1. Thanks Steven for letting us know that search traffic does work well for affiliate marketers.

      As for bounce rates, I think no matter where your traffic comes from, blog posts are always going to have a slightly higher bounce rate. People come, read the article that drew them there and then leave – especially if they’re not a first time visitor. I think if your content is good, a new visitor to your blog will poke around your site. I think people who are already following you will quickly leave and come back when they know that you have new content. That’s why I believe it’s so important to give people as many opportunities to connect with your as possible.

      1. that’s true. Networking increases one’s potential. thanks for answering my comment:)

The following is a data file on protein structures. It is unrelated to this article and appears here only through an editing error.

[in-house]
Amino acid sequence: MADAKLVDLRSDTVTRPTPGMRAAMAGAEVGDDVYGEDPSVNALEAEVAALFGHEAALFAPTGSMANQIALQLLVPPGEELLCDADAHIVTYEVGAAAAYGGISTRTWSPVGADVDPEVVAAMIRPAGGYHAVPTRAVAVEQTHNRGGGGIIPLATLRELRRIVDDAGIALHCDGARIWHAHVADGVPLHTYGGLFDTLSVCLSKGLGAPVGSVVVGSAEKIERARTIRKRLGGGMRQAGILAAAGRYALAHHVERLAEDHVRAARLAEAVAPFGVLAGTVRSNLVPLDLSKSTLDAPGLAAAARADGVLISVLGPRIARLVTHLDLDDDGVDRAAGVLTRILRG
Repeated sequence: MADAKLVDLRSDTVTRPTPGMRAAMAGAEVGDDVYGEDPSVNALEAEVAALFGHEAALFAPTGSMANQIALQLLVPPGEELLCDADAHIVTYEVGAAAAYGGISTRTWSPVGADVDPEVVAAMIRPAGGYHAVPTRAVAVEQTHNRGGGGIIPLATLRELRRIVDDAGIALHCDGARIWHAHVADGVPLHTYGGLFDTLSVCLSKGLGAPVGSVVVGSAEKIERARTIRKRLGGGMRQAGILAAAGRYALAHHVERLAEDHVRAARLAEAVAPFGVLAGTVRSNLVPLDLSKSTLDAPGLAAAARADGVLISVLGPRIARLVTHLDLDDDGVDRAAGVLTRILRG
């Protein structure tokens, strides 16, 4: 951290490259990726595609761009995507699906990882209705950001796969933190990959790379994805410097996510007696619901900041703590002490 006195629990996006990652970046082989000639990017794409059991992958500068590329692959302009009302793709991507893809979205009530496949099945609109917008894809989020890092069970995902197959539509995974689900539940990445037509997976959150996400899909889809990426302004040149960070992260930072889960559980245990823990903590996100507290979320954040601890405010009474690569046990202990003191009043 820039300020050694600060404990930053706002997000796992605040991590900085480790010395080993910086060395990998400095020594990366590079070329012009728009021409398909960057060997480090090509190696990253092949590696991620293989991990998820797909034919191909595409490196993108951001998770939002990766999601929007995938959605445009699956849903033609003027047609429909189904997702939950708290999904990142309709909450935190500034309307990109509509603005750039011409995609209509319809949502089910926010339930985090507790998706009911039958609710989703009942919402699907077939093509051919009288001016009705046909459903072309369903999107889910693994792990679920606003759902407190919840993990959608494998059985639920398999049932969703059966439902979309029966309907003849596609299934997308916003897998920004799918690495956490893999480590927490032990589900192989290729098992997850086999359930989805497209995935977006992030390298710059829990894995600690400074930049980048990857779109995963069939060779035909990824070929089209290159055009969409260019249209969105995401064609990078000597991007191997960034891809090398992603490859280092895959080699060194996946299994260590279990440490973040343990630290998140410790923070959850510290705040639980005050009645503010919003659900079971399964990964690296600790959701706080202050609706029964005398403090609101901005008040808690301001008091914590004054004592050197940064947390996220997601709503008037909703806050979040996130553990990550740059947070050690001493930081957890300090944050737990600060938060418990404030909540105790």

11. Wow Sherryl, you opened up my eyes! Get more than half my readers from referrals, mainly Linkedin, 39% from search engines, mainly Google and 16% direct traffic. Interesting to note that a lot of that may be Twitter. Stumbleupon is actually the forth largest provider of visitors. And Twitter is number 5. Susan mentioned that she just switched to the twitter button, which you have on your site because you can add Google analytics to the settings. What’s that plug-in called?

    1. Catarina,
      I’m using the “Tweet This” plug-in for the Twitter button (near the top of my post) and the “Like” plug-in for the Facebook button next to it. Then, I’m using the “Sociable” plug-in to display share button s after my post.

  12. I get traffic from a variety of sources. One item I look at each day are the words people entered in their search that resulted in them landing on one of my posts. We need to balance the three sources as you have indicated. I use HootSuite and it sounds like that skews other’s statistics. Sorry if that is the case but it makes it much easier for me to use Twitter. Like you said maybe Google will figure it out. Thanks for sharing your experience.